The recent studies have proven that kelp can be grown in both shallow and deep waters and kelp removed more nitrogen in high-nitrogen regions, meaning kelp can be strategically placed in regions most in need of nitrogen removal.

To incentivize the removal of nitrogen via kelp farming, today the Gobler Lab announces a partnership with the PeconicBay Keeper to issue NY’s first ever nitrogen credit payments to Peconic Estuary oyster farmers for their cultivation of kelp in 2021. 

Nitrogen credits provide another revenue stream and incentive for marine farmers to grow seaweeds that makes seaweed cultivation more profitable and acknowledges the significant environmental services (e.g. removal of nitrogen and carbon, combating ocean acidification and harmful algal blooms) performed by seaweed farming. 

The Gobler Lab has received kelp from farmers and is now measuring the carbon and nitrogen content as well as total weight of the kelp and the program will provide farmers with a set amount of money on a per pound nitrogen basis and will pay oyster farmers on this basis for 2021. 

This credit program is the first of its kind in NY and emphasizes the environmental benefits of kelp.  Beyond 2021, the Gobler Lab will work to expand this program in the future to homeowners and businesses that could purchase nitrogen credits by supporting kelp aquaculture to become nitrogen neutral.

The Gobler Lab has further made advances in converting harvest kelp into fertilizers.  During the past five years, the Gobler Lab have refined and perfected the creation of liquid and dried fertilizers that have nitrogen and phosphorus contents that match or exceed the contents of commercial fertilizers such as MiraclGro.  Moreover, these fertilizers have been shown to provide the growth and yields of flowering plants and vegetables that significantly exceed unfertilized treatments and can match the performance of commercial fertilizers.  Efforts are now underway by the Gobler Lab to convert these fertilizers into large scale production for commercial use.



Finally, while kelp have been shown to remove nitrogen and combat ocean acidification, the Gobler Lab has recently made a first-ever discovery in a manner in how seaweeds can combat harmful algal blooms.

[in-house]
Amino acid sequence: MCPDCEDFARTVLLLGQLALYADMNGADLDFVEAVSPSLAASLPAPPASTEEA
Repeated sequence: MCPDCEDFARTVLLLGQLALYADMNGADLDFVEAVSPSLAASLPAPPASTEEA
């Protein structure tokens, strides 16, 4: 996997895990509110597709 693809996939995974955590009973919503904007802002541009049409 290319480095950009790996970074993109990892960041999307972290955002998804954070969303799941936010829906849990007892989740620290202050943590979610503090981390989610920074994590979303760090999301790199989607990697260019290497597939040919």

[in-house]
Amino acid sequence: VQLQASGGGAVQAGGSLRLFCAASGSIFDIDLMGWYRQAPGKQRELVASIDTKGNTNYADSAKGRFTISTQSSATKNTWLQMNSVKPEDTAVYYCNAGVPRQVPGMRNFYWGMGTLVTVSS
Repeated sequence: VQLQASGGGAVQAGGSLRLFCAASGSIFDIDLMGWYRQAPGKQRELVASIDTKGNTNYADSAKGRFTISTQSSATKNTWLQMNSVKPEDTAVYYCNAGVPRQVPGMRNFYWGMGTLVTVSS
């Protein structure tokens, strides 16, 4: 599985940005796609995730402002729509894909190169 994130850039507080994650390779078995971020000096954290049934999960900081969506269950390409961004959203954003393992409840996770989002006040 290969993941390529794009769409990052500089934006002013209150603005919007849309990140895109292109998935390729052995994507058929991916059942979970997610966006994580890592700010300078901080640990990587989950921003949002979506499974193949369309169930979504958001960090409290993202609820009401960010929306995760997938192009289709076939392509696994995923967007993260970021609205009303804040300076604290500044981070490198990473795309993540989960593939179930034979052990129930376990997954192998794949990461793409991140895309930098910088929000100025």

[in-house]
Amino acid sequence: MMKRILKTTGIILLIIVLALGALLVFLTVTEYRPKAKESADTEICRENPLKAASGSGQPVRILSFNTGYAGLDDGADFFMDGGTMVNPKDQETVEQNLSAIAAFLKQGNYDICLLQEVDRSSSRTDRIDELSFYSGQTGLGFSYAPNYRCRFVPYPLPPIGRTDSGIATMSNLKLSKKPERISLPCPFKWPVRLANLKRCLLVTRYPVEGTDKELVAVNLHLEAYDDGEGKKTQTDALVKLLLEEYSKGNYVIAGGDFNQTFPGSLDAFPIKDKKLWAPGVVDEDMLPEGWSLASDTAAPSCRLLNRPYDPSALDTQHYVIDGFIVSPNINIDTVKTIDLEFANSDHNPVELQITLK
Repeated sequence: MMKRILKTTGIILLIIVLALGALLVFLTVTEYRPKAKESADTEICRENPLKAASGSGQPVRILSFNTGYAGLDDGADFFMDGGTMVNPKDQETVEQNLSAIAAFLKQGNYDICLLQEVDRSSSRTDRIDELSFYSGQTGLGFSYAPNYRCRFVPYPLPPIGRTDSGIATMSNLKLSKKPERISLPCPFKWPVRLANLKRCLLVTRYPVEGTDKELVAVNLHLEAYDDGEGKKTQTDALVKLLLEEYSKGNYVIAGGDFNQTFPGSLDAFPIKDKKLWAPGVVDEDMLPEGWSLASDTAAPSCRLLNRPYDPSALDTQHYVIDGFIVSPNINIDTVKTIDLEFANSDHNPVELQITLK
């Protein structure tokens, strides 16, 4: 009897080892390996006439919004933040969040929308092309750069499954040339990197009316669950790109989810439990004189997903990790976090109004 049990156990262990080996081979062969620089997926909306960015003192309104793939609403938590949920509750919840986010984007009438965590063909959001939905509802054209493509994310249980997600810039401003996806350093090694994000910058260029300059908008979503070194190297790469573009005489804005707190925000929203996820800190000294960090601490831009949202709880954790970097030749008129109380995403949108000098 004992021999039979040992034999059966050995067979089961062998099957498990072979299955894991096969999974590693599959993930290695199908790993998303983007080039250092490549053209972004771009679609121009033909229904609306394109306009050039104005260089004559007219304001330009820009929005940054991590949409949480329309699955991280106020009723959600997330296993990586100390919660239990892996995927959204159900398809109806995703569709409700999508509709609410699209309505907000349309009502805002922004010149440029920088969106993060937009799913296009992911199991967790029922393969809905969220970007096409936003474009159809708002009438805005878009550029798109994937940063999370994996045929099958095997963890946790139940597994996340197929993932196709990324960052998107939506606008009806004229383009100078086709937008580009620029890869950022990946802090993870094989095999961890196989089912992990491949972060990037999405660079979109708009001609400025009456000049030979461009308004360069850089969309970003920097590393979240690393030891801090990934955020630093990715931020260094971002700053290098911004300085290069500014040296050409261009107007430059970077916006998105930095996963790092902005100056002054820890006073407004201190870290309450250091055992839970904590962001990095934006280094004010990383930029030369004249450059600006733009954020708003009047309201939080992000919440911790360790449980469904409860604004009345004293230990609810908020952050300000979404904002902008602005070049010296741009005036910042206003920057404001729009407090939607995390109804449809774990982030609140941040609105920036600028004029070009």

In the newly accepted paper in the international peer reviewed journal, Harmful Algae by Peter Sylvers and Christopher Gobler entitled “Mitigation of harmful algal blooms caused by Alexandrium catenella and reduction in saxitoxin accumulation in bivalves using cultivable seaweeds”, the authors demonstrate that kelp can fight off the most toxic and dangerous harmful algal bloom in NY. Alexandrium harmful algal blooms caused paralytic shellfish poisoning that can be lethal and has caused shellfish bed closures at seven locations across NY during that past decade. 

In this study the authors demonstrate that sugar kelp can reduced Alexandrium densities by 60-95% in experiments. The sugar kelp was also capable of reducing the accumulation of saxitoxin in mussels below the US FDA closure limit for bivalves. 

Collectively, the study demonstrates that the aquaculture of seaweeds represents an environmentally friendly and potentially profit-generating measure to mitigate A. catenella-caused damage to the shellfish aquaculture and harvesting industries.

This research was sponsored by Suffolk County, New York Sea Grant, the New York Farm Viability Institute, and USDA.



More Info: New York Sea Grant

New York Sea Grant (NYSG), a cooperative program of Cornell University and the State University of New York (SUNY), is one of 34 university-based programs under the National Oceanic and Atmospheric Administration’s National Sea Grant College Program.

Since 1971, NYSG has represented a statewide network of integrated research, education and extension services promoting coastal community economic vitality, environmental sustainability and citizen awareness and understanding about the State’s marine and Great Lakes resources.

Through NYSG’s efforts, the combined talents of university scientists and extension specialists help develop and transfer science-based information to many coastal user groups—businesses and industries, federal, state and local government decision-makers and agency managers, educators, the media and the interested public.

The program maintains Great Lakes offices at Cornell University, SUNY Buffalo, SUNY Oswego and the Wayne County Cooperative Extension office in Newark. In the State's marine waters, NYSG has offices at Stony Brook University in Long Island, Brooklyn College and Cornell Cooperative Extension in NYC and Kingston in the Hudson Valley.

For updates on Sea Grant activities: www.nyseagrant.org has RSS, Facebook, Twitter, Instagram, and YouTube links. NYSG offers a free e-list sign up via www.nyseagrant.org/nycoastlines for its flagship publication, NY Coastlines/Currents, which is published quarterly.